Arjen Evertse stated that the colours have a paler appearance in pigment ink prints compared to others, and pointed out that consumers’ demand for vivid colours can negatively affect the transition to pigment printing or create the need for additional treatments after pigment printing. Saying: “If a technology that makes it possible to print with pigment inks without harming the environment cannot be developed under current conditions, and considering that the ultimate goal is sustainability, at this point, perhaps it is necessary to look for the solution on the consumer side. The colour preferences of designers will undoubtedly be effective in this regard,” Evertse emphasised the importance of everyone from manufacturers to printing professionals from designers to consumers to act in line with this common goal.
“Digitalisation in textile printing started with Mimaki and continues with Mimaki”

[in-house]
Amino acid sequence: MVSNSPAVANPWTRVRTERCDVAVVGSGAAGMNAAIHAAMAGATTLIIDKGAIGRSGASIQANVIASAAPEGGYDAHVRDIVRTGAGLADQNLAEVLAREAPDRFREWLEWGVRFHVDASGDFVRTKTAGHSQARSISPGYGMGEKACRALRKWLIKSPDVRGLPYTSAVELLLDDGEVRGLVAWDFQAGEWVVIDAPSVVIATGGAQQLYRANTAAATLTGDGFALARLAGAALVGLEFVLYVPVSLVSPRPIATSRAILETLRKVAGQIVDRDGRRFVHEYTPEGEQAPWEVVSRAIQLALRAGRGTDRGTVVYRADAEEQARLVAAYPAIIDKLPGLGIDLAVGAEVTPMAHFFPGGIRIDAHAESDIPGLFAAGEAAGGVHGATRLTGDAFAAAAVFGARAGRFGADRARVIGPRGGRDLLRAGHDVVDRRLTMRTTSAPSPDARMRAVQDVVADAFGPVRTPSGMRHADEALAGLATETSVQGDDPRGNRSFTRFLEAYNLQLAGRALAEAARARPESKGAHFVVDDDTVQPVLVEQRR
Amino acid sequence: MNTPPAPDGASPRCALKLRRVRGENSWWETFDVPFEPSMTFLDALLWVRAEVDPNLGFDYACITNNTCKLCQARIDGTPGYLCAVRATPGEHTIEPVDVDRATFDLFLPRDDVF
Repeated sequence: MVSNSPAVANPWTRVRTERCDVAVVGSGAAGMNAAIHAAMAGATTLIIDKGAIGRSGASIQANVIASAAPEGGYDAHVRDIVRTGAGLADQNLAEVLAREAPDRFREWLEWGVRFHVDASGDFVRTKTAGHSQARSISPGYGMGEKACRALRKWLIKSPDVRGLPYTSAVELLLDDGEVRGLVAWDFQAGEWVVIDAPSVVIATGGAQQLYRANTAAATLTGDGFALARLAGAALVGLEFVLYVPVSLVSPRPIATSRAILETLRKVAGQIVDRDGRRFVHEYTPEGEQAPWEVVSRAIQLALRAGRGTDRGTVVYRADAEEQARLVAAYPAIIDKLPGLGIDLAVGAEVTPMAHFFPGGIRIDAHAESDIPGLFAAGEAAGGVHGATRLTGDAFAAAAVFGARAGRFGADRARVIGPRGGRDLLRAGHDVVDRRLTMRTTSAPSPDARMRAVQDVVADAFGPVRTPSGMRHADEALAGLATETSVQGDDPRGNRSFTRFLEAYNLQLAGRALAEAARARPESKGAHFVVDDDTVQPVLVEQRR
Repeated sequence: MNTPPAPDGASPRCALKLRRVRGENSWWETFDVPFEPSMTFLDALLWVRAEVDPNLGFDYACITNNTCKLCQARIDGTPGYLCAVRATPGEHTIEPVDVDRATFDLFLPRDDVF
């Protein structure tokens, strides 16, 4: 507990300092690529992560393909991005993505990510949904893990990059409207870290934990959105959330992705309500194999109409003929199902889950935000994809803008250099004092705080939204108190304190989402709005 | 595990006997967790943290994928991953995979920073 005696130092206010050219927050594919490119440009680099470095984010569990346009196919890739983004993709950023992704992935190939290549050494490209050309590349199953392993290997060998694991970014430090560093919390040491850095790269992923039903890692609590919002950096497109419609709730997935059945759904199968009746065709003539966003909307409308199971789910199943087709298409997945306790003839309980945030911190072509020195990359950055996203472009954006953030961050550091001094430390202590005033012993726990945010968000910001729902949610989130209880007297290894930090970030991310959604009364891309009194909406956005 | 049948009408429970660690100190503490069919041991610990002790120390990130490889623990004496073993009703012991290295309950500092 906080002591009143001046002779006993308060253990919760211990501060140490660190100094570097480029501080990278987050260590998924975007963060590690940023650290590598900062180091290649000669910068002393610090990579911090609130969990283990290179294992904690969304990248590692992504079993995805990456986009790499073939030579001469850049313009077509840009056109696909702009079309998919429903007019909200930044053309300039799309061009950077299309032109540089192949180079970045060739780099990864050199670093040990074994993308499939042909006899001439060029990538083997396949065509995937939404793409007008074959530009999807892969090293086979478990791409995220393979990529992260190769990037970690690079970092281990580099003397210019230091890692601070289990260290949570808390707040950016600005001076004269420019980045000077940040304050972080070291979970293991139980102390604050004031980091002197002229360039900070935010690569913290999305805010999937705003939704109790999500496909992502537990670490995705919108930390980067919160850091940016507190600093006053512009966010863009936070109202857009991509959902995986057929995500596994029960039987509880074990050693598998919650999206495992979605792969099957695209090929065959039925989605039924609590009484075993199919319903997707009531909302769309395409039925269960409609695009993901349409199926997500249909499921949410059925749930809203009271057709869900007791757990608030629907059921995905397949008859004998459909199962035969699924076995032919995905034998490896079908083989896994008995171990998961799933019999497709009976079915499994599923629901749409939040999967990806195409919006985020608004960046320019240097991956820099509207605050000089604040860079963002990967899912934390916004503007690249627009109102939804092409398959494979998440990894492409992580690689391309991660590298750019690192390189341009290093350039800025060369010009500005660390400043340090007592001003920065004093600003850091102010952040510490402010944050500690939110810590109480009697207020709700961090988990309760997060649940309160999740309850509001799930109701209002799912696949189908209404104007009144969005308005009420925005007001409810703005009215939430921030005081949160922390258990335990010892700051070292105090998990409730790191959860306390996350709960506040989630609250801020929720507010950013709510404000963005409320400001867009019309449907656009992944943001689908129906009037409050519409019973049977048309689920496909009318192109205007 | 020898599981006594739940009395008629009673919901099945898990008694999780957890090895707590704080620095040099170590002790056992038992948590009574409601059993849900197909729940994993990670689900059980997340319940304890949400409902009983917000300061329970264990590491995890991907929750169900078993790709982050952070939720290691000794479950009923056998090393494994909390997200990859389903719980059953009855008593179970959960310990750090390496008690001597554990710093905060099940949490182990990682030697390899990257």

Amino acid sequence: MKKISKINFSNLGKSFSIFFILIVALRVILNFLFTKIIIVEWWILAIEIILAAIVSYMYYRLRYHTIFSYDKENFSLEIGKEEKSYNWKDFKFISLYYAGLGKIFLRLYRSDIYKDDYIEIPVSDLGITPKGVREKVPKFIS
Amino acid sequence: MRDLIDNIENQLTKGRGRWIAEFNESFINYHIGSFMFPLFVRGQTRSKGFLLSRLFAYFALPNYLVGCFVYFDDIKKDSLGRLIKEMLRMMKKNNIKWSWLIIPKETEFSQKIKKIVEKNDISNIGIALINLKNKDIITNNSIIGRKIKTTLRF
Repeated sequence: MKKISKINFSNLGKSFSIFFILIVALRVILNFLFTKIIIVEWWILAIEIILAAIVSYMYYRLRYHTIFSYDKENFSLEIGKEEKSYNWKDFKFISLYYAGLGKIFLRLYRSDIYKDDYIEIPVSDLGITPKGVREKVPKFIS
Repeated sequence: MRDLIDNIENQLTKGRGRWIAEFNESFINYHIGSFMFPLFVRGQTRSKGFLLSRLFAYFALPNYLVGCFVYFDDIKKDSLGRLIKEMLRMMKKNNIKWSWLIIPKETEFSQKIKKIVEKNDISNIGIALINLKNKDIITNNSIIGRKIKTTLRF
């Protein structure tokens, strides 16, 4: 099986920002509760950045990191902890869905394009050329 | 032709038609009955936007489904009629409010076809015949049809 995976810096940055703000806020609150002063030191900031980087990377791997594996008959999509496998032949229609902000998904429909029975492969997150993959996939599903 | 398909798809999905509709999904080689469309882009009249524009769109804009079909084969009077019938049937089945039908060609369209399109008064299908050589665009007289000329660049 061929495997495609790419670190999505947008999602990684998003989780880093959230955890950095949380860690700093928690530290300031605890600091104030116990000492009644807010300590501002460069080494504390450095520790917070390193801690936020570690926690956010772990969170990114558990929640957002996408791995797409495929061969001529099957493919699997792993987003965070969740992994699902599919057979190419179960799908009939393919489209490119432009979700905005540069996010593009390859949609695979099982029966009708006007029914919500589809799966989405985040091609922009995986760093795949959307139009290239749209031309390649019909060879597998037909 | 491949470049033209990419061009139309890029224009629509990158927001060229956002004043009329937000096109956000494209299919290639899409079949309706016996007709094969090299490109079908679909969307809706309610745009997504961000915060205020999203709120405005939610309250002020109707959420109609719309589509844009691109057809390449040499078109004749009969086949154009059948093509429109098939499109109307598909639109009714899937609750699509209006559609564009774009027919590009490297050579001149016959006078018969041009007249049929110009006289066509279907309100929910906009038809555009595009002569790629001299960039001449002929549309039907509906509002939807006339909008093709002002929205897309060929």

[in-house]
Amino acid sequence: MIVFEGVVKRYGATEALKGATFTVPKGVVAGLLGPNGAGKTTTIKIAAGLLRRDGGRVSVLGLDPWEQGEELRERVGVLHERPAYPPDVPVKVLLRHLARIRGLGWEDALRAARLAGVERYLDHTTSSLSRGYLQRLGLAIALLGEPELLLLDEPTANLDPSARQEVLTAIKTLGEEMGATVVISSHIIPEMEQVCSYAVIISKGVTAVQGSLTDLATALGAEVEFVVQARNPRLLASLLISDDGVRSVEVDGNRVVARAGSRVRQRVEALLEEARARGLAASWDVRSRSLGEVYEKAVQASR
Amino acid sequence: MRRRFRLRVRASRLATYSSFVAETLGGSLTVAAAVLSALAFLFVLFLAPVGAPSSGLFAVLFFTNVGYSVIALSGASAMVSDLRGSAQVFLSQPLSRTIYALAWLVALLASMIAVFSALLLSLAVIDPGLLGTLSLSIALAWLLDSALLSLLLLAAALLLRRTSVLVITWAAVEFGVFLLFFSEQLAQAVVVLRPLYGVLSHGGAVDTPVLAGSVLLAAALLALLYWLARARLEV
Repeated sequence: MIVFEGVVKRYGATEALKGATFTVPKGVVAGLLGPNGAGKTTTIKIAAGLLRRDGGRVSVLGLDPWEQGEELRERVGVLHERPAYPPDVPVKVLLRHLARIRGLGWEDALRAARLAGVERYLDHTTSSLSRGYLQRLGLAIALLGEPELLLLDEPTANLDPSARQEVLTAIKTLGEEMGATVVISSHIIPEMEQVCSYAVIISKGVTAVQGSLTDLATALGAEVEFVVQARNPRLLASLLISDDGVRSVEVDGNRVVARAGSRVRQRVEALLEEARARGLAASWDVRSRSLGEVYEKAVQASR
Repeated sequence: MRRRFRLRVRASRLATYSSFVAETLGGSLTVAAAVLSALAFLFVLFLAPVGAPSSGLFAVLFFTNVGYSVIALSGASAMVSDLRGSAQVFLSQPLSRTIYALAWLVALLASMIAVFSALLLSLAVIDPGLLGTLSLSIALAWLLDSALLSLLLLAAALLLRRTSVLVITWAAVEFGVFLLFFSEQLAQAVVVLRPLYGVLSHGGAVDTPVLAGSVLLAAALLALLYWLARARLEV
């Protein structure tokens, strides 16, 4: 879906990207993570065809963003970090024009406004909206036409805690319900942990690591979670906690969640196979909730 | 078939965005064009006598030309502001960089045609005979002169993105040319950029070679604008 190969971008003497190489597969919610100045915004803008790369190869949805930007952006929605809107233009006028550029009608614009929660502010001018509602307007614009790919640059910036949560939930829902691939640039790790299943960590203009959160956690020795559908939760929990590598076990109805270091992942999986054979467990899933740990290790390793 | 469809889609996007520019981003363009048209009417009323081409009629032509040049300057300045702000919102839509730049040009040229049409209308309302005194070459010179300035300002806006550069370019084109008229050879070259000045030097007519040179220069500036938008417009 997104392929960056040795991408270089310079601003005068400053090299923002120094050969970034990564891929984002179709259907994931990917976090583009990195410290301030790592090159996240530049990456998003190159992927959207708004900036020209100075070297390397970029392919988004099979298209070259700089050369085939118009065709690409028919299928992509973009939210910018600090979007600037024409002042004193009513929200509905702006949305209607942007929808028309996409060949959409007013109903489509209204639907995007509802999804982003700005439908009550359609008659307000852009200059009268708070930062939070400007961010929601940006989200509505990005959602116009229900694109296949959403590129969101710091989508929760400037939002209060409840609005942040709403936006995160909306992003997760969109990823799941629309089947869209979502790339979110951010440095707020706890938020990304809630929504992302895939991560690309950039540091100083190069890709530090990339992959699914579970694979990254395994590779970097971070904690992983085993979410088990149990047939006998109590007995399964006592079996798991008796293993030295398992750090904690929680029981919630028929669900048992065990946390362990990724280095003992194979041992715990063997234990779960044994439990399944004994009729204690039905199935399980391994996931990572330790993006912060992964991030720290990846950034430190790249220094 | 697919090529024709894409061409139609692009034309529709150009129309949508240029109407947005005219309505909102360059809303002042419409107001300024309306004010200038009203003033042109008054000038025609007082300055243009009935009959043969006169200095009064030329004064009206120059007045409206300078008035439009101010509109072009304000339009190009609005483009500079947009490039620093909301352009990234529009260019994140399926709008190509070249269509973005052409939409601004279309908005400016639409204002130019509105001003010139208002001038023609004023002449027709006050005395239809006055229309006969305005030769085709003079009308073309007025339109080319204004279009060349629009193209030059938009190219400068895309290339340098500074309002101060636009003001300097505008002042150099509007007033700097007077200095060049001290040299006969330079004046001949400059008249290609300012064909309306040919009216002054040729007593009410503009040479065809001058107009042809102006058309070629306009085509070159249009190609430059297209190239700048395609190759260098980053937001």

“Mimaki was at the very beginning of the digitalisation of textile printing,” said Arjen Evertse, adding that although digitalisation in textile printing has increased by double digits, it still has a low rate in total printing. Evertse noted that Mimaki is working to increase these rates with more sustainable and facilitated technological solutions, and in this sense, he shared the following details about the extraordinary Neo-Chromato Process Technology, which they introduced at ITMA 2023 that enables the pattern on the fabric to be removed and reprinted multiple times: “Firstly, we apply a liquid on the sublimation printed polyester fabric. An absorber is placed on that liquid. The liquid reverses the sublimation process together with the heat. In other words, it evaporates again and reaches the absorber above and completely removes the print from the fabric. You have an extremely white fabric. Essentially, we reverse the sublimation process known to us. In our tests, we performed this process 20 times on the same fabric and we did not observe any deformation on the fabric. This method will be very useful especially in the field of soft signage. For example, you can clean the printed polyester fabric banners at the end of the exhibition with this method and reuse them for a new event.” Disclosing that they plan to commercialise this process, which will raise interest in the textile printing sector, within a year, Evertse concluded: “Digitalisation in textile printing started with Mimaki and continues with Mimaki. We will continue to pioneer in the sustainable transformation of the industry with our innovative vision and technologies and continue our collaborations in this field.”